These misconceptions come from people trying to explain digital signatures to the layperson. Once someone understands the concept of asymmetric encryption, a common way to explain signatures is "encryption with private key", but in reality there is no such thing (for a very technical explanation, see here). You're far better off thinking of asymmetric encryption and digital signatures as two entirely separate things.
You've come across some of the many problems with this explanation. If someone did try to send you a message "encrypted" with their private key and it was tampered with, you are correct that you would be able to "decrypt" it, but it would be gibberish.
In practice though, messages are too long to be encrypted or signed directly with asymmetric cryptography. When encrypting, a symmetric key is usually generated and used to encrypt the data, then that key is encrypted asymmetrically with the recipient's public key.
Likewise, when signing, the message is first passed through a digest algorithm (cryptographic hash) to remove any structure in the data and to output a small digest that is then signed with the private key. Even if you only have a very short message to sign though, you must still pass it through a hash, otherwise an attacker may be able to forge signatures on random messages algebraically related to yours.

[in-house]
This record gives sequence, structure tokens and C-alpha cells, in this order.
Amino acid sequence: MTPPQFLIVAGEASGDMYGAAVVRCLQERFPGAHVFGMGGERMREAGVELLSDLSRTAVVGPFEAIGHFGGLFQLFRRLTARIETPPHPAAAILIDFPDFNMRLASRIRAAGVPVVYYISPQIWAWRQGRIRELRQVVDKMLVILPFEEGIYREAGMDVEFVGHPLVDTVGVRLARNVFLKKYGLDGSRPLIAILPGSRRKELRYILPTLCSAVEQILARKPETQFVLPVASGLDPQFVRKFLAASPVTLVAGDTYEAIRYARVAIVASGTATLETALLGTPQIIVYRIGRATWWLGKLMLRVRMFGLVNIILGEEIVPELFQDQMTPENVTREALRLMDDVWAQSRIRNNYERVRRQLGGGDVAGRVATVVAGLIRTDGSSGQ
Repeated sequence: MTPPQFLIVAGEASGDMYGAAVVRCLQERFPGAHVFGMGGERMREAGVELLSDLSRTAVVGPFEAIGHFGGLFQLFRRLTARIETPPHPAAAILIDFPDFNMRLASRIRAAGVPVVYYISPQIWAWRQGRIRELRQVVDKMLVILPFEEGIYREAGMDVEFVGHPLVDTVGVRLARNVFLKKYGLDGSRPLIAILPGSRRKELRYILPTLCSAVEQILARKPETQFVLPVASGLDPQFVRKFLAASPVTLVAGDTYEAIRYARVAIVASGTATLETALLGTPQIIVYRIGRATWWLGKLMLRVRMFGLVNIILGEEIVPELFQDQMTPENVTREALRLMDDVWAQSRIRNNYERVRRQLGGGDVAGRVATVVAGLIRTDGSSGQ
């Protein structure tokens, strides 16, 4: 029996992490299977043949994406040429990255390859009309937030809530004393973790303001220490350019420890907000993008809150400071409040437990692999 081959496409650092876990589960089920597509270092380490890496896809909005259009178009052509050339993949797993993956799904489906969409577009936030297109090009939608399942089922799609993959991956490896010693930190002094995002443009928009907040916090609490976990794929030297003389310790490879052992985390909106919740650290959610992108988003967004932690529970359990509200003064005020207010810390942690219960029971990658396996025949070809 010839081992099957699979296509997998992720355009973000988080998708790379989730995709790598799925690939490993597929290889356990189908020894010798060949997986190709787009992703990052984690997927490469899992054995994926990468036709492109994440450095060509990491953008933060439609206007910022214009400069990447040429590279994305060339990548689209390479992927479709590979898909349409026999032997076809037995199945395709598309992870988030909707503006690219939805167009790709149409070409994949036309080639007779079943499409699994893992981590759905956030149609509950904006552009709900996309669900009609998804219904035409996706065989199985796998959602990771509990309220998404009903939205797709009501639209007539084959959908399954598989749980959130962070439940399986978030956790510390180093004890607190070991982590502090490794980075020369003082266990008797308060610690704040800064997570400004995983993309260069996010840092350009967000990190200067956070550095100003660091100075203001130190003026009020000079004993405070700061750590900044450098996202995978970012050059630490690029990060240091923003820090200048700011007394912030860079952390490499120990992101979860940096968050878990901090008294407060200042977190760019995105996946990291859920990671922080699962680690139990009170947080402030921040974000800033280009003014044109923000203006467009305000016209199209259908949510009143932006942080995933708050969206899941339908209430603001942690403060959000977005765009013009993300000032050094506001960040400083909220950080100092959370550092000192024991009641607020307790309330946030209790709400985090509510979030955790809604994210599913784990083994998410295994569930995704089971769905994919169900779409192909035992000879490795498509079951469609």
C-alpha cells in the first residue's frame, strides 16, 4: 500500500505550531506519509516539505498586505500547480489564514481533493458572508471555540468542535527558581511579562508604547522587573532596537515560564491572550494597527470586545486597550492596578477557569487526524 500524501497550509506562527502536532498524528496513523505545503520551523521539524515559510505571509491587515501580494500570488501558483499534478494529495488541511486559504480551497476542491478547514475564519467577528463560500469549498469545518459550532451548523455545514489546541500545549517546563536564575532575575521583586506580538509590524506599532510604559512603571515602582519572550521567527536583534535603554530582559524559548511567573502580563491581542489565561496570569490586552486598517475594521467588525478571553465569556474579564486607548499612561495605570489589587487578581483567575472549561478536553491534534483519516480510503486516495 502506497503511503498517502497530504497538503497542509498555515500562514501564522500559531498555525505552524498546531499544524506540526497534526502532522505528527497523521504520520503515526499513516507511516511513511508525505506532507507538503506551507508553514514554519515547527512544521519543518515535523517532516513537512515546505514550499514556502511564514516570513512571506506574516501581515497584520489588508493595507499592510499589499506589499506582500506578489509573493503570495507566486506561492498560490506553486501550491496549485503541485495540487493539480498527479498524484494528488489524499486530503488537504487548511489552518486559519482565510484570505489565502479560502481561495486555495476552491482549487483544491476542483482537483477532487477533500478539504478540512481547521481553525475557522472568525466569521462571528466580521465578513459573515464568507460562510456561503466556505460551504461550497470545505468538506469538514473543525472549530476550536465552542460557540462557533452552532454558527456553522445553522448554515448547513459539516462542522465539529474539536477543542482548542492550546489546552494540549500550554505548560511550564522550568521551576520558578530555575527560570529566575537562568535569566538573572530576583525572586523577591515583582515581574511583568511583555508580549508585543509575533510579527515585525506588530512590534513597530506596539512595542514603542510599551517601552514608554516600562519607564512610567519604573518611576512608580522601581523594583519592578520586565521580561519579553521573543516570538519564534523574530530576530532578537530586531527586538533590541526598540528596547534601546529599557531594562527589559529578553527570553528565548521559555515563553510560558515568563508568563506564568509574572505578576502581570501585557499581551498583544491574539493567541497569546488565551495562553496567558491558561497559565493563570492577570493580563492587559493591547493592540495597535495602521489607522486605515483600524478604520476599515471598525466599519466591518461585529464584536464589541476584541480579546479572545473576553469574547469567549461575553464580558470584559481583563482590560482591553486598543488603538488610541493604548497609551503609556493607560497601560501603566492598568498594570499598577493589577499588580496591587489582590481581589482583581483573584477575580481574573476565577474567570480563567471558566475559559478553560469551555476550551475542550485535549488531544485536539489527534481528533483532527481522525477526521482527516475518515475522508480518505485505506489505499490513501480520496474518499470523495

Since correct signing requires some sort of hashing to be used, the signature obviously can't be reversed to the original message, so the message also has to be sent separately to the recipient (consequently your (a) scenario isn't even possible). Often, messages are signed with the sender's private key, then encrypted with a random symmetric key, which itself is then encrypted with the recipient's public key.